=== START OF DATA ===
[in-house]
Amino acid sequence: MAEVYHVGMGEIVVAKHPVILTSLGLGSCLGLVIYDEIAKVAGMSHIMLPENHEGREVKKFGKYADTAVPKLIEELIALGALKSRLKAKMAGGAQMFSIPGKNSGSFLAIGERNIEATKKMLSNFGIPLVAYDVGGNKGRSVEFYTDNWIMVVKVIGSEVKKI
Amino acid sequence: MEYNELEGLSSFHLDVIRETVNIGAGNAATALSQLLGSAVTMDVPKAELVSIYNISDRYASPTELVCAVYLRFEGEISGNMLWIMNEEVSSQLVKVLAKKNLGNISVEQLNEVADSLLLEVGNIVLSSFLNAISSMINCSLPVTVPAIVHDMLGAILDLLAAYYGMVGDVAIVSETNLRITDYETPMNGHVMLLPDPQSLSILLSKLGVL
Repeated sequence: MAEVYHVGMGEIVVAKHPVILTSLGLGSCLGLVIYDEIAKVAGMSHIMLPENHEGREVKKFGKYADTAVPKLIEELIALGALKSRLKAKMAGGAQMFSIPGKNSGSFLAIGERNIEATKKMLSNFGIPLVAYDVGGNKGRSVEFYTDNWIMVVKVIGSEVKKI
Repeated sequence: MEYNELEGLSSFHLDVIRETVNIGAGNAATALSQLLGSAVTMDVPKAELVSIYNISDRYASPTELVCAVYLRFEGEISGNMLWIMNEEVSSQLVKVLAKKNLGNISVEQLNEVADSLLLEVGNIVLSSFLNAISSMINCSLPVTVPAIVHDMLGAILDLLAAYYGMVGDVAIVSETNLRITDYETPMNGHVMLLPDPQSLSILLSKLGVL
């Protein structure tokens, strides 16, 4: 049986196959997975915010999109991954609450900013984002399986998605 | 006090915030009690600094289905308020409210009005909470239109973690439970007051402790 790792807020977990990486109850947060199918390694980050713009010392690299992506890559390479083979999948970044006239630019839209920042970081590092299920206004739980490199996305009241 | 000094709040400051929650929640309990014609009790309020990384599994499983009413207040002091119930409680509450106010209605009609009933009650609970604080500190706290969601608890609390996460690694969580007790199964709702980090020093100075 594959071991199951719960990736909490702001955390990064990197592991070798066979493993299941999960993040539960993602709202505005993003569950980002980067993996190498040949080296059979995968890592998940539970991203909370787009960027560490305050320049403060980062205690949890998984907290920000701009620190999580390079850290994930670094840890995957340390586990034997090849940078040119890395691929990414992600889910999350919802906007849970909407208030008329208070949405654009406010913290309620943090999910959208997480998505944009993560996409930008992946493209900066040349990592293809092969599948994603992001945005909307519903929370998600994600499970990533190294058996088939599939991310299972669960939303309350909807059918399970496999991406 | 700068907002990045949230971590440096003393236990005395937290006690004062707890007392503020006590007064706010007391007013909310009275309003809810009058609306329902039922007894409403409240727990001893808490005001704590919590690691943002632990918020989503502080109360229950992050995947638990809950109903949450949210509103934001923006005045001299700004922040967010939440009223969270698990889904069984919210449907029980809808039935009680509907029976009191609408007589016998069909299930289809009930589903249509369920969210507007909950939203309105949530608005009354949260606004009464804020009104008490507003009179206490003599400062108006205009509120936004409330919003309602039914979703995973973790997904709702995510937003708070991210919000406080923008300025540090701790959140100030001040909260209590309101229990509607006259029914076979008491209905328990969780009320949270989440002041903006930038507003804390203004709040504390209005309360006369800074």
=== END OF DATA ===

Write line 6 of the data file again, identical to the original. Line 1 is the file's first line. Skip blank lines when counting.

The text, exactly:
């Protein structure tokens, strides 16, 4: 049986196959997975915010999109991954609450900013984002399986998605 | 006090915030009690600094289905308020409210009005909470239109973690439970007051402790 790792807020977990990486109850947060199918390694980050713009010392690299992506890559390479083979999948970044006239630019839209920042970081590092299920206004739980490199996305009241 | 000094709040400051929650929640309990014609009790309020990384599994499983009413207040002091119930409680509450106010209605009609009933009650609970604080500190706290969601608890609390996460690694969580007790199964709702980090020093100075 594959071991199951719960990736909490702001955390990064990197592991070798066979493993299941999960993040539960993602709202505005993003569950980002980067993996190498040949080296059979995968890592998940539970991203909370787009960027560490305050320049403060980062205690949890998984907290920000701009620190999580390079850290994930670094840890995957340390586990034997090849940078040119890395691929990414992600889910999350919802906007849970909407208030008329208070949405654009406010913290309620943090999910959208997480998505944009993560996409930008992946493209900066040349990592293809092969599948994603992001945005909307519903929370998600994600499970990533190294058996088939599939991310299972669960939303309350909807059918399970496999991406 | 700068907002990045949230971590440096003393236990005395937290006690004062707890007392503020006590007064706010007391007013909310009275309003809810009058609306329902039922007894409403409240727990001893808490005001704590919590690691943002632990918020989503502080109360229950992050995947638990809950109903949450949210509103934001923006005045001299700004922040967010939440009223969270698990889904069984919210449907029980809808039935009680509907029976009191609408007589016998069909299930289809009930589903249509369920969210507007909950939203309105949530608005009354949260606004009464804020009104008490507003009179206490003599400062108006205009509120936004409330919003309602039914979703995973973790997904709702995510937003708070991210919000406080923008300025540090701790959140100030001040909260209590309101229990509607006259029914076979008491209905328990969780009320949270989440002041903006930038507003804390203004709040504390209005309360006369800074």